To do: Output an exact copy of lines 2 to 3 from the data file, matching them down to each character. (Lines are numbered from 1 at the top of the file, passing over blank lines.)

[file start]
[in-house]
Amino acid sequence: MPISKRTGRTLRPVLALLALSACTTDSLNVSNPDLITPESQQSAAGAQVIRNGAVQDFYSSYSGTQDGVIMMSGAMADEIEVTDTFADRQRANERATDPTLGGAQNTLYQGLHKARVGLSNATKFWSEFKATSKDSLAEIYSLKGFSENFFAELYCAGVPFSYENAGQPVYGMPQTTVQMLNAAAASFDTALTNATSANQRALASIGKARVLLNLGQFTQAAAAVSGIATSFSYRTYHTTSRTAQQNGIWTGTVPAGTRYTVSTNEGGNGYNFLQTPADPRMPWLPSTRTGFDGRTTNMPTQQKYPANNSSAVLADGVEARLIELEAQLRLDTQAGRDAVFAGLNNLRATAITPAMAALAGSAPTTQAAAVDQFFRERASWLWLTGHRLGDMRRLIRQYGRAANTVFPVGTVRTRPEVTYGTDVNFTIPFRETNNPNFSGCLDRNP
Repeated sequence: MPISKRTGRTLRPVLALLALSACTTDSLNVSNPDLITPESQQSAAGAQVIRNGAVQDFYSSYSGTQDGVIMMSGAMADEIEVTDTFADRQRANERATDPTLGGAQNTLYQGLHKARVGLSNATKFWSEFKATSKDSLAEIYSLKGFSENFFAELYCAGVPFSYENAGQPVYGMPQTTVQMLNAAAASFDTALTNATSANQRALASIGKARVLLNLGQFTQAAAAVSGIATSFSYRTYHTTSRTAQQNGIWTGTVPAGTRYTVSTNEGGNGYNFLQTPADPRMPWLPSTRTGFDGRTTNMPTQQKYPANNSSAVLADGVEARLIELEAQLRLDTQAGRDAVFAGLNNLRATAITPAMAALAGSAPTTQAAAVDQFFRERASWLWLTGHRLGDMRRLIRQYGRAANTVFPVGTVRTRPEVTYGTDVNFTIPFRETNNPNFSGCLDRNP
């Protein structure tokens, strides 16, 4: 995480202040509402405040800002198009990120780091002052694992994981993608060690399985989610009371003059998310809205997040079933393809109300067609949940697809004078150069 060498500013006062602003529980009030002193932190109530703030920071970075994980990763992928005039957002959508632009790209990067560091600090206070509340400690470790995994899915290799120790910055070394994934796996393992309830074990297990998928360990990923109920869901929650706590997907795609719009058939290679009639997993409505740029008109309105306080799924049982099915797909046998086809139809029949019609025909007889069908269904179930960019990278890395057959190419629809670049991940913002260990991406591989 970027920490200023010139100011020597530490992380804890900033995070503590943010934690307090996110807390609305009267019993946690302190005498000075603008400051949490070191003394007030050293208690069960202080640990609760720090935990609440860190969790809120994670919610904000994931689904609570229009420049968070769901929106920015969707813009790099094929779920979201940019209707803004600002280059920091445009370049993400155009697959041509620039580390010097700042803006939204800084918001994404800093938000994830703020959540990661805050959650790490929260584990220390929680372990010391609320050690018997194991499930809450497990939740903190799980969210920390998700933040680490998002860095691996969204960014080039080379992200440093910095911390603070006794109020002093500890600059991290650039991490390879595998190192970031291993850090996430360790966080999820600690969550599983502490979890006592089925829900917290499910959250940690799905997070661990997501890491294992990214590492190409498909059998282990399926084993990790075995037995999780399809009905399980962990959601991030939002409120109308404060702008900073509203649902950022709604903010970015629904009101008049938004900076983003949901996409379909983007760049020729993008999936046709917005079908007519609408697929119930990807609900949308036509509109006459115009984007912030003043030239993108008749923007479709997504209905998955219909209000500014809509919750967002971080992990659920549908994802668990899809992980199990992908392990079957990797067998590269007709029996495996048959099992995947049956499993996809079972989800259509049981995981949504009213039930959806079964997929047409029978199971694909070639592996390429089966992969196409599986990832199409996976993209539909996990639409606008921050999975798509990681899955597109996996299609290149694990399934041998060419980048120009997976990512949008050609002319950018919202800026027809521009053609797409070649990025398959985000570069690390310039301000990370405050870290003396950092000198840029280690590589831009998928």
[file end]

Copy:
Amino acid sequence: MPISKRTGRTLRPVLALLALSACTTDSLNVSNPDLITPESQQSAAGAQVIRNGAVQDFYSSYSGTQDGVIMMSGAMADEIEVTDTFADRQRANERATDPTLGGAQNTLYQGLHKARVGLSNATKFWSEFKATSKDSLAEIYSLKGFSENFFAELYCAGVPFSYENAGQPVYGMPQTTVQMLNAAAASFDTALTNATSANQRALASIGKARVLLNLGQFTQAAAAVSGIATSFSYRTYHTTSRTAQQNGIWTGTVPAGTRYTVSTNEGGNGYNFLQTPADPRMPWLPSTRTGFDGRTTNMPTQQKYPANNSSAVLADGVEARLIELEAQLRLDTQAGRDAVFAGLNNLRATAITPAMAALAGSAPTTQAAAVDQFFRERASWLWLTGHRLGDMRRLIRQYGRAANTVFPVGTVRTRPEVTYGTDVNFTIPFRETNNPNFSGCLDRNP
Repeated sequence: MPISKRTGRTLRPVLALLALSACTTDSLNVSNPDLITPESQQSAAGAQVIRNGAVQDFYSSYSGTQDGVIMMSGAMADEIEVTDTFADRQRANERATDPTLGGAQNTLYQGLHKARVGLSNATKFWSEFKATSKDSLAEIYSLKGFSENFFAELYCAGVPFSYENAGQPVYGMPQTTVQMLNAAAASFDTALTNATSANQRALASIGKARVLLNLGQFTQAAAAVSGIATSFSYRTYHTTSRTAQQNGIWTGTVPAGTRYTVSTNEGGNGYNFLQTPADPRMPWLPSTRTGFDGRTTNMPTQQKYPANNSSAVLADGVEARLIELEAQLRLDTQAGRDAVFAGLNNLRATAITPAMAALAGSAPTTQAAAVDQFFRERASWLWLTGHRLGDMRRLIRQYGRAANTVFPVGTVRTRPEVTYGTDVNFTIPFRETNNPNFSGCLDRNP